I have stated that the purpose of a united Ireland for socialists is not to unite the nation or the territory but to unite the working class. The Socialist Party opposes a border poll, which might be one way to move in this direction, because it says that the Protestant working class in the North will oppose it and may do so violently. It has pointed to Protestant opposition expressed in the flags dispute beginning in 2012 as an example of such opposition, opposition which socialists should concede makes the initiative one that will increase sectarian division.
In this post I will look at this opposition and argue that it is not an example of an initiative that socialists should accede to, and certainly should not be presented as an example of the sort of response that should determine socialist views on the way forward, even if by necessity such actions must of course be taken into account.
In effect, what I am saying is that such opposition has no progressive content, should not be conceded to as legitimate barriers to fighting for progressive, democratic and socialist change, and are in fact wholly reactionary. Rather than bow to them, it is the task of socialists to oppose such mobilisations – these do not constitute resistance reflecting legitimate interests of the working class but are defences of the most virulent division. Rather than being a reason to retreat or stand still, the forces behind the flag dispute are the most diehard defenders of sectarian division, which if it is to be defeated, will mean the defeat of the forces that defend it. To do otherwise is to capitulate to sectarianism.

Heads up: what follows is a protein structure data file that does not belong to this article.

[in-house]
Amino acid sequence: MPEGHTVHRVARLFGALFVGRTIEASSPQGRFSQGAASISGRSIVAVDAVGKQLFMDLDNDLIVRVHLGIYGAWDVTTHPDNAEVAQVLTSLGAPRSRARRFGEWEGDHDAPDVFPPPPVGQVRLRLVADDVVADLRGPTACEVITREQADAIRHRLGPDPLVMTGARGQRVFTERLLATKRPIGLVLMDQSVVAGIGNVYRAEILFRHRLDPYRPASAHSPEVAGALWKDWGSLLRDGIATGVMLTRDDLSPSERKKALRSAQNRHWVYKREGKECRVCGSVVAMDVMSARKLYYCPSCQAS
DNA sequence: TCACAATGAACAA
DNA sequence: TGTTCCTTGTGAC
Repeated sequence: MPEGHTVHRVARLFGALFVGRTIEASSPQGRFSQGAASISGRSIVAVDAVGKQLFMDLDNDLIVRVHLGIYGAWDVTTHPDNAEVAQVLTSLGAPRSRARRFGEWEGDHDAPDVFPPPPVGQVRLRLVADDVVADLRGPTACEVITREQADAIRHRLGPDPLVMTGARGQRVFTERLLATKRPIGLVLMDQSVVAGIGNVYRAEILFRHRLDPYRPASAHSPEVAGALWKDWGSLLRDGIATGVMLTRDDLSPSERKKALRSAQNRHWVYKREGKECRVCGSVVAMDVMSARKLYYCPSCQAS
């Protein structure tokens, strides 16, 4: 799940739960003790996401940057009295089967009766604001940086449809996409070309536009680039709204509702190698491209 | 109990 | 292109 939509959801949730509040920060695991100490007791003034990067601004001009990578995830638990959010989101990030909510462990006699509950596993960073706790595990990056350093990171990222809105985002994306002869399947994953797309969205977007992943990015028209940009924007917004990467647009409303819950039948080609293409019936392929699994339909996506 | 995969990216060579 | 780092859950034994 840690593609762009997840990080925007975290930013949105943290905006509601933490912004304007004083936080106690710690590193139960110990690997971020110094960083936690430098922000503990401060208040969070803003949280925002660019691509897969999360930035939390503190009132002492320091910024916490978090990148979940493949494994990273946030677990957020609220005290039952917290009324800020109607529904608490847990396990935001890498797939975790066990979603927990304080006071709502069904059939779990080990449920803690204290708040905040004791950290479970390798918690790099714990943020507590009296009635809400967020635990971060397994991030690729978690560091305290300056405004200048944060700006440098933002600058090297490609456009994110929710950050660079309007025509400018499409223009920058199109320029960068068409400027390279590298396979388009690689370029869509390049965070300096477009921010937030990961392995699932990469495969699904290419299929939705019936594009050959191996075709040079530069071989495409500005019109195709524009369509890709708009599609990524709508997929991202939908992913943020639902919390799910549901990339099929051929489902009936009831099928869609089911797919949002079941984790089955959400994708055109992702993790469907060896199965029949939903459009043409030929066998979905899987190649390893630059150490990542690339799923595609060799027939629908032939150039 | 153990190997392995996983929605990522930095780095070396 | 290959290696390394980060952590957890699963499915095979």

The flag dispute began at the beginning of December 2012 when Belfast City Council voted to restrict the flying of the union flag outside the City Hall to 18 designated days, instead of the existing arrangements of flying it every day of the year. It led to a riot outside the building on the night of the vote by a loyalist crowd, which had been roused to anger by the distribution of 40,000 leaflets by the two main Unionist parties, who claimed that the unionist (with a small u) but self-identified non-sectarian Alliance Party was threatening unionist identity.